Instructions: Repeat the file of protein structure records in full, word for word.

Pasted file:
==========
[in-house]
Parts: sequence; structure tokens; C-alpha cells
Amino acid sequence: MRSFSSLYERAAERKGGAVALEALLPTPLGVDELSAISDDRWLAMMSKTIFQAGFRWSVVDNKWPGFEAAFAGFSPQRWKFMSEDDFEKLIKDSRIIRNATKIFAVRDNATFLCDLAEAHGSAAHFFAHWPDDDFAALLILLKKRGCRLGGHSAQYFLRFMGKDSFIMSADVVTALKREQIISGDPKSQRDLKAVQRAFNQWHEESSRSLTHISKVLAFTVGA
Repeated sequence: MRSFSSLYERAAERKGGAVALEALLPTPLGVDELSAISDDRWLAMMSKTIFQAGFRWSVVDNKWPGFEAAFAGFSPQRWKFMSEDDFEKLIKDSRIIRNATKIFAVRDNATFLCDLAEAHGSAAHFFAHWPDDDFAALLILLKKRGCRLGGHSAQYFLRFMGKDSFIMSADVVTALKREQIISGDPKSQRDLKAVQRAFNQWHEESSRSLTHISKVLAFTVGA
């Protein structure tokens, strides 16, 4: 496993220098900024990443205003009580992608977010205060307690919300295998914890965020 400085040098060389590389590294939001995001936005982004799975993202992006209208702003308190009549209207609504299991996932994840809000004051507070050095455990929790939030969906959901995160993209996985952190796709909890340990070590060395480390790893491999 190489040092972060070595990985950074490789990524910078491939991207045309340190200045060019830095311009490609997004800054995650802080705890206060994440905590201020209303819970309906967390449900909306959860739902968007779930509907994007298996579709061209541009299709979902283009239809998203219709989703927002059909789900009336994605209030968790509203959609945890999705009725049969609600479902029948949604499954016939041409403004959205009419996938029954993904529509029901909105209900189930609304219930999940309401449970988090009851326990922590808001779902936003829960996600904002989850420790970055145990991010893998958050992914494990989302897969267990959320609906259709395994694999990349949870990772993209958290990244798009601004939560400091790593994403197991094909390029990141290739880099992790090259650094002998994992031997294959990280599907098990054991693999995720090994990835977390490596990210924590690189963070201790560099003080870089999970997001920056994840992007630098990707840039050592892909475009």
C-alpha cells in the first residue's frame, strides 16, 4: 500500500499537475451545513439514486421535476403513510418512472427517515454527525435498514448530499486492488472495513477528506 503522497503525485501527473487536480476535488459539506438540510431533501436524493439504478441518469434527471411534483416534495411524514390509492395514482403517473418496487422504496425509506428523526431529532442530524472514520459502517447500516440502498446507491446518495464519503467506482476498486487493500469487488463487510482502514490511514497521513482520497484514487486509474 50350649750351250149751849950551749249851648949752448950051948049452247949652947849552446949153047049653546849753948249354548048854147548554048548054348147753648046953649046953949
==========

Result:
[in-house]
Parts: sequence; structure tokens; C-alpha cells
Amino acid sequence: MRSFSSLYERAAERKGGAVALEALLPTPLGVDELSAISDDRWLAMMSKTIFQAGFRWSVVDNKWPGFEAAFAGFSPQRWKFMSEDDFEKLIKDSRIIRNATKIFAVRDNATFLCDLAEAHGSAAHFFAHWPDDDFAALLILLKKRGCRLGGHSAQYFLRFMGKDSFIMSADVVTALKREQIISGDPKSQRDLKAVQRAFNQWHEESSRSLTHISKVLAFTVGA
Repeated sequence: MRSFSSLYERAAERKGGAVALEALLPTPLGVDELSAISDDRWLAMMSKTIFQAGFRWSVVDNKWPGFEAAFAGFSPQRWKFMSEDDFEKLIKDSRIIRNATKIFAVRDNATFLCDLAEAHGSAAHFFAHWPDDDFAALLILLKKRGCRLGGHSAQYFLRFMGKDSFIMSADVVTALKREQIISGDPKSQRDLKAVQRAFNQWHEESSRSLTHISKVLAFTVGA
């Protein structure tokens, strides 16, 4: 496993220098900024990443205003009580992608977010205060307690919300295998914890965020 400085040098060389590389590294939001995001936005982004799975993202992006209208702003308190009549209207609504299991996932994840809000004051507070050095455990929790939030969906959901995160993209996985952190796709909890340990070590060395480390790893491999 190489040092972060070595990985950074490789990524910078491939991207045309340190200045060019830095311009490609997004800054995650802080705890206060994440905590201020209303819970309906967390449900909306959860739902968007779930509907994007298996579709061209541009299709979902283009239809998203219709989703927002059909789900009336994605209030968790509203959609945890999705009725049969609600479902029948949604499954016939041409403004959205009419996938029954993904529509029901909105209900189930609304219930999940309401449970988090009851326990922590808001779902936003829960996600904002989850420790970055145990991010893998958050992914494990989302897969267990959320609906259709395994694999990349949870990772993209958290990244798009601004939560400091790593994403197991094909390029990141290739880099992790090259650094002998994992031997294959990280599907098990054991693999995720090994990835977390490596990210924590690189963070201790560099003080870089999970997001920056994840992007630098990707840039050592892909475009």
C-alpha cells in the first residue's frame, strides 16, 4: 500500500499537475451545513439514486421535476403513510418512472427517515454527525435498514448530499486492488472495513477528506 503522497503525485501527473487536480476535488459539506438540510431533501436524493439504478441518469434527471411534483416534495411524514390509492395514482403517473418496487422504496425509506428523526431529532442530524472514520459502517447500516440502498446507491446518495464519503467506482476498486487493500469487488463487510482502514490511514497521513482520497484514487486509474 50350649750351250149751849950551749249851648949752448950051948049452247949652947849552446949153047049653546849753948249354548048854147548554048548054348147753648046953649046953949